Jets pay heavy price to avoid a rebuild with Hellebuyck and Scheifele extensions

The Winnipeg Jets are prioritizing giving themselves a reasonable floor, and they're willing to spend inefficiently to make that happen.

When the Winnipeg Jets signed Connor Hellebuyck and Mark Scheifele to matching seven-year extensions on Monday, they sent a clear message about the direction of the franchise.

This group is not going to bottom out for the foreseeable future — at least not intentionally.

Winnipeg had a clear opportunity to turn the page and reboot its competitive cycle by shipping off its established veterans. When the Jets traded Pierre-Luc Dubois, that course of action seemed probable. There didn't appear to be much use in taking a small step back by losing Dubois and not continuing further down that road, especially for a group that barely made the playoffs in 2022-23.

By locking in Hellebuyck and Scheifele, the Jets are committing to continuing an era that has seen the franchise consistently reside in the middle of the pack.

Since Hellebuyck took over as a full-time starter in 2016-17, the Jets rank 13th in the NHL in points (627), having made the playoffs in five of seven seasons and earning three series wins along the way.

The team's only standout campaign in that time came in 2017-18 when they produced 114 points in the regular season and made it to the Western Conference Finals. That's the lone 100-point campaign the franchise has managed since moving to Winnipeg.

In a sense, it's admirable that the Jets don't want to wave the white flag and go into a deep rebuild. It's an unsavory process that can result in years of unwatchable hockey.

What they've done instead undermines their chances of being truly great for the rest of the 2020s, though. Looking at these contracts individually, Hellebuyck's is far more defensible than Scheifele's as he is one of the best players in the league at his position while carrying a massive workload.

Since the Jets made the 30-year-old their starter, the team has a goal differential of +124 while he his goals-saved-above-average mark sits at +90.6. A massive percentage of the team's recent success can be directly attributed to the netminder.

While Scheifele is coming off a 42-goal season, he's also a poor faceoff man and defender. The 30-year-old is an offense-only contributor who ranks 28th in the NHL in points per game over the past four seasons. He's a dangerous and valuable forward, but paying him to be a core player deep into his thirties doesn't seem like an efficient allocation of resources.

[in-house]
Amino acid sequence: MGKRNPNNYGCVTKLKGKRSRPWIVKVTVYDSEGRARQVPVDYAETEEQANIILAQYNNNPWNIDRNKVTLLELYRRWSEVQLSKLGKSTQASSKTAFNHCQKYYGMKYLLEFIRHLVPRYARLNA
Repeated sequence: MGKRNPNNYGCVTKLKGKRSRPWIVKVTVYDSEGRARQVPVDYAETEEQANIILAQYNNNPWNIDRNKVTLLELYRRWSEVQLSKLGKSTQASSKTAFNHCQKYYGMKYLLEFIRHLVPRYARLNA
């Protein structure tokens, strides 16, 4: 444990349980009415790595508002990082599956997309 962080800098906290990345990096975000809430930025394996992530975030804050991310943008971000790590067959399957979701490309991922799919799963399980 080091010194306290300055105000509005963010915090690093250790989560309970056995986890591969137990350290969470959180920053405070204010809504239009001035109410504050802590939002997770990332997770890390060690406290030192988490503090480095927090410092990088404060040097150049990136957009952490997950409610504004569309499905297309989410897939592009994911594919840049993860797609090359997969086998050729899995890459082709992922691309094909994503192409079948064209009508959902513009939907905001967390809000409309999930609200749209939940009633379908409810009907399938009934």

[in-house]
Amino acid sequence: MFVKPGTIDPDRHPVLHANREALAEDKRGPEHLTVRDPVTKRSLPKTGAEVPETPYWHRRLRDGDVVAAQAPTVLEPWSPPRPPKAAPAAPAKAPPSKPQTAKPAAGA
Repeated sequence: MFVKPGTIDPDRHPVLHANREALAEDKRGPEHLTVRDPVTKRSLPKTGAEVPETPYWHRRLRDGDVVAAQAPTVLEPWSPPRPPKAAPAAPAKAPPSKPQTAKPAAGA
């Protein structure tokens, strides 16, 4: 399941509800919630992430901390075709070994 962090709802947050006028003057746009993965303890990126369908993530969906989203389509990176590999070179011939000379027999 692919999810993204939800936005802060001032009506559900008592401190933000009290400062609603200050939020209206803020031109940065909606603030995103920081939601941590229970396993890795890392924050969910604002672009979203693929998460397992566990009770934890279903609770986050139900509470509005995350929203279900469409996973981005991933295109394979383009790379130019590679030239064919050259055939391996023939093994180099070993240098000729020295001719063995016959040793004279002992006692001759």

That might be easier to swallow for Winnipeg than some franchises, given that the team traditionally has trouble attracting top talent in free agency. Overpaying Scheifele is less of an issue when the Jets have fewer alternative options than some other teams might.

But if Winnipeg had moved on from their veterans, there would've been plenty of ways to weaponize their future cap space, from taking on bad contracts in exchange for futures, to serving as brokers helping facilitate trades between other teams for a price. There wasn't necessarily another top forward who was going to sign with the Jets for top dollar, but if they had gone into a rebuild there would've been a use for their flexibility.

The Winnipeg Jets have locked in two core players. (Darcy Finley/NHLI via Getty Images)
The Winnipeg Jets have locked in two core players. (Darcy Finley/NHLI via Getty Images)

The contracts the Jets signed can be picked apart, but the issue at play is the philosophy behind them. There's an argument to be made that keeping the pair was Winnipeg's best chance to stay competitive, at least in the medium term.

What exactly that's worth is another matter. Outside of an impressive 2017-18 campaign, the Jets have built solid, but unspectacular, teams with Hellebuyck and Scheifele at the center for seven years. Now they are signing up for another seven when that duo will be older, far more expensive, and presumably less effective.

That is a poor recipe for winning a Stanley Cup, particularly if staying afloat in the standings will hurt the team's chances of finding stars in the draft.

Winnipeg's extensions for Hellebuyck and Scheifele — with Kyle Connor and Josh Morrissey being under contract for at least three more seasons as well — give the front office a mandate to keep aiming for postseason berths, and some solid pieces to accomplish that goal.

Achieving anything more ambitious than that isn't going easy.